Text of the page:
Title: Re: The novel
Post by: stanton on January 05, 2013, 12:36:28 PM
Thanks, that's pretty interesting. So there's absolutely no Sean in it. Let alone a Sean, Sean, Sean ...

The "new" scenes would make the film nearly 4 hours long. But would it be a better film with them?

And I forgot to ask you about the GBU-like scene with Mallory in the desert.



Title: Re: The novel
Post by: dave jenkins on January 05, 2013, 12:40:40 PM
I'll have to look again, but I don't remember anything like that. If I remember correctly, it just cuts from Mallory leaving Juan behind to Mallory working for Aschenbach.


Title: Re: The novel
Post by: Groggy on January 05, 2013, 02:14:58 PM
Very cool info, Jenkins. O0


Title: Re: The novel
Post by: cigar joe on January 05, 2013, 03:58:04 PM
thanks


Title: Re: The novel
Post by: dave jenkins on January 06, 2013, 09:54:09 AM
If I remember correctly, it just cuts from Mallory leaving Juan behind to Mallory working for Aschenbach.
Oops! I guess I skipped a chapter:
Quote
They kept to the side and about three hundred feet behind Mallory. He walked briskly for the first two hours, never acknowledging their presence by looking around. He was heading in the best of directions, toward the dryest part of the desert, and Juan did nothing to detract or deter him.

Mallory walked for four hours after nightfall, not stopping once. An incredibly bright moon, bright as only the desert can make it, lit his way. When he finally stopped, it was in a small gully which gave him shelter from the wind. He lay down abruptly under the lean of the gully wall and went to sleep.
In the morning he rose, brushed the dust from himself and headed on his way. He tramped over the hard, rocky terrain until nearly noon. His pace slowed with the rising heat of the sun. Dust turned his overcoat and bowler gray. He kept switching the suitcase from hand to hand, and by the time he paused to rest, he had already stumbled several times.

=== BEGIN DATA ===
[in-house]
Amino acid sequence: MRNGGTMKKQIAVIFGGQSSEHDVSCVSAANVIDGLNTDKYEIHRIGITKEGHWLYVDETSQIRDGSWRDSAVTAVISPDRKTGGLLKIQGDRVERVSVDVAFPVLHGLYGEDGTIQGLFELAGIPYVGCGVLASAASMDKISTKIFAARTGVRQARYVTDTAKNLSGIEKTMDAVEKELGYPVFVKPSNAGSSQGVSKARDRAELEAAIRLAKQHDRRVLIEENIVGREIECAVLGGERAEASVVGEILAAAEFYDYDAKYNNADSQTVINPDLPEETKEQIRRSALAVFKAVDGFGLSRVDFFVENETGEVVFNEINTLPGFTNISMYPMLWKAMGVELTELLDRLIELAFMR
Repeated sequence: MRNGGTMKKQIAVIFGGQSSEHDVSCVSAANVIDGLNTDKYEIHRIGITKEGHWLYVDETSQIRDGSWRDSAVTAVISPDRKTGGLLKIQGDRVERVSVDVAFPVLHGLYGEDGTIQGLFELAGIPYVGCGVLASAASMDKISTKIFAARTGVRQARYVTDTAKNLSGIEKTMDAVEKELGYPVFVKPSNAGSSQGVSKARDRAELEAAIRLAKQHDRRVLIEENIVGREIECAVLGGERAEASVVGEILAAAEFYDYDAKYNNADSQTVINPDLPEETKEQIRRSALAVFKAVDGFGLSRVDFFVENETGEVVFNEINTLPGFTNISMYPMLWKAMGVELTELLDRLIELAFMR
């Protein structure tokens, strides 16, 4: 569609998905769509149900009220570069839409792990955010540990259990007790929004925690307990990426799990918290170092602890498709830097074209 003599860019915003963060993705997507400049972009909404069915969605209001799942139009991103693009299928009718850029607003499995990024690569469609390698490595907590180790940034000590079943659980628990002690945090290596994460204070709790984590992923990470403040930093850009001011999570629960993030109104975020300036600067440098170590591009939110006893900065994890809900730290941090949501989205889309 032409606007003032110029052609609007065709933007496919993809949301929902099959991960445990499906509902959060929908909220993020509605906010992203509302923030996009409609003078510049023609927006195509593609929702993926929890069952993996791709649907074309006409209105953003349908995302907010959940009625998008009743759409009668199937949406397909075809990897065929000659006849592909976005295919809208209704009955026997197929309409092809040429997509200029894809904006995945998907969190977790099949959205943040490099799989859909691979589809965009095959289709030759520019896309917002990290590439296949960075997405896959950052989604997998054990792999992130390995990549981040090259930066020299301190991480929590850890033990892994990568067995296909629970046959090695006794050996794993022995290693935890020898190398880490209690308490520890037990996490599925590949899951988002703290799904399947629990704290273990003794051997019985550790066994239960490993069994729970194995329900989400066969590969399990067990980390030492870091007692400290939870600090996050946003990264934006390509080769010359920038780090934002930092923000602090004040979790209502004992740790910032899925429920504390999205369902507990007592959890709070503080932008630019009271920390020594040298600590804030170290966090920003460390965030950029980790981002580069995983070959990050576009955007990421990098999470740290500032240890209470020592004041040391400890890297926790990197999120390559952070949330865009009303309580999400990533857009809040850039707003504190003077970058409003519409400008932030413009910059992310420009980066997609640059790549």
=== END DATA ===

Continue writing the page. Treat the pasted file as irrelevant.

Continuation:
Mallory set down the suitcase and for the first time took out his flask. He shook it by his ear, measuring the supply, then unscrewed the top and tilted it toward his mouth. Juan quickly pulled a rifle from its sheath and shot the flask from Mallory’s hand.

The Irishman wheeled around angrily. His hand darted under his coat and came partially away with a pistol. He paused. Juan smiled confidently. Mallory was far out of pistol range.
 
“If you change your mind, Firecracker,” Juan yelled, “just call me.”

Mallory grabbed his suitcase and turned away.

They rode with him for the rest of the day. In mid-afternoon, Mallory fell down for the first time; an hour later he was falling every quarter mile. He dragged his feet heavily across the dry ground and paused ever more frequently to rest. Once when he fell, he staggered up facing Juan. Even from a distance Juan could see that the Irishman’s face was burned and his lips were swollen. Soft European flesh, he thought. He was pleased.
Only one thing was wrong. In his failing state, Mallory had strayed from a straight course. Instead of trekking into the heart of the desert, he was now bisecting a corner of it, stumbling toward the desert edge. The sun would have to do its job quickly.